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Tucson’s Airplane Boneyard a Creepy Piece of History

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Transports in the desert.

There’s this really creepy, weird place down in Tucson, Ariz. Most people call it the Boneyard. The official name is the Aerospace Maintenance and Regeneration Center, or AMARC. In short, it’s where airplanes go to die.

I just wrote a piece about it for Associated Content. That’s where you can get all the official-speak – how to get there, what to bring, what to see. But since this is my own blog, I want to give you a little something different, plus bigger photos!

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I'm guessing these are various types of C-135s.

I want you to picture thousands of acres. Then imagine rows of aircraft dating from post-WW II to practically present day. Dozens of B-52 Stratofortresses. Old Boeing 720s. Even the odd B-1B bomber! Helicopters, light transports, they’re all here baking in the sun.

This place just staggers my imagination. If this is where planes die, can you imagine how many are still flying? Can you imagine how many of these could find a second life better than being chopped up and turned into cans?

And the Boneyard is a starkly and oddly beautiful sight. If you’re riding the Fantasy Island mountain bikes trail network, the Boneyard is a backdrop for quite a bit of the ride. It makes me feel like Mad Max will soon coming roaring through the desert. No matter how many times I see it, I just wish I could spend a day walking among all these planes.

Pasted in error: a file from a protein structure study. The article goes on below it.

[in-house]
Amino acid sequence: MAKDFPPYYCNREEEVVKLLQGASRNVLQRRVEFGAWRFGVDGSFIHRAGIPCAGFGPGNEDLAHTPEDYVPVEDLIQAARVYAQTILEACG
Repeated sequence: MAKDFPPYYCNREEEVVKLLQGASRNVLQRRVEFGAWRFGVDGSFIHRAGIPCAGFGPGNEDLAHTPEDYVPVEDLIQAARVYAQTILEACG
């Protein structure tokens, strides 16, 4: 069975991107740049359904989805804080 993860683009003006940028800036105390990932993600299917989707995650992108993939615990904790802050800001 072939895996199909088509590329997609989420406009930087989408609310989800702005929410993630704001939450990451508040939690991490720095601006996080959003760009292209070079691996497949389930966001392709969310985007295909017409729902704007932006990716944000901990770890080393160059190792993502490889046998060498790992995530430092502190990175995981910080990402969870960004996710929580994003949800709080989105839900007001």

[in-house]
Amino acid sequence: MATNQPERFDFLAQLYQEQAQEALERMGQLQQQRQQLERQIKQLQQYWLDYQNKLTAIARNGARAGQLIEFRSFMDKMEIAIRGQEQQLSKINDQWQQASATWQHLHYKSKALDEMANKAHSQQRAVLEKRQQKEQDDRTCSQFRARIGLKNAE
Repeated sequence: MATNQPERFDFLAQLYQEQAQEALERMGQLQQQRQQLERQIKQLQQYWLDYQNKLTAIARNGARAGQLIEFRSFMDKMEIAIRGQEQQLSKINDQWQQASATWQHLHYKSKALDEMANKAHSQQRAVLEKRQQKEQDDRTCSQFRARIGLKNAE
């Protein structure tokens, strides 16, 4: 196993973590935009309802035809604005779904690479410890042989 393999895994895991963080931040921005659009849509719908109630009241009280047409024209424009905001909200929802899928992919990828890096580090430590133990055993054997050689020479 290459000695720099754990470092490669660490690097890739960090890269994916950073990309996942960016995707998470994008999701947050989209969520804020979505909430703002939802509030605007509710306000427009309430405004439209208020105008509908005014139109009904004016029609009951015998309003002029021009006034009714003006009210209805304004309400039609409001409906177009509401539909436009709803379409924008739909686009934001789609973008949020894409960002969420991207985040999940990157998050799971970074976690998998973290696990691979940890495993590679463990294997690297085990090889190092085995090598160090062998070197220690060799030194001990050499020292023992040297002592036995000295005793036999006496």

The Boneyard is a huge, impossible-to-miss piece of the military’s buying power and scope. I’m going to add a little something to that: Along I-17 and Highway 79, thousands of people pass decommissioned ballistic missile silos and never even notice them. In some ways, that’s more chilling than seeing thousands of aircraft strewn through the desert.

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4 thoughts on “Tucson’s Airplane Boneyard a Creepy Piece of History

  1. Vaishnavi Rajendran

    This place sounds cool. Umm….larger than life. All those planes, man, can you imagine the kind of fun small boys would have there?? Wow you have traveled a lot and I love reading your posts. The vicarious traveler in me loves it. This is only my second time here but I will definitely come back.

  2. admin

    Thanks for stopping by, Vaishnavi. Let me tell you, I must still be a small boy at heart because I could spend weeks poking my head into those planes!

    I’ll be sure to check your blog out thoroughly, too. Cheers!

  3. admin

    Barry, I’d be really surprised if there were any of that vintage. I haven’t seen any, and I’d bet they’d fetch a good chunk of change for Uncle Sam for private collectors or museums looking for exhibits or spare parts. Sorry!

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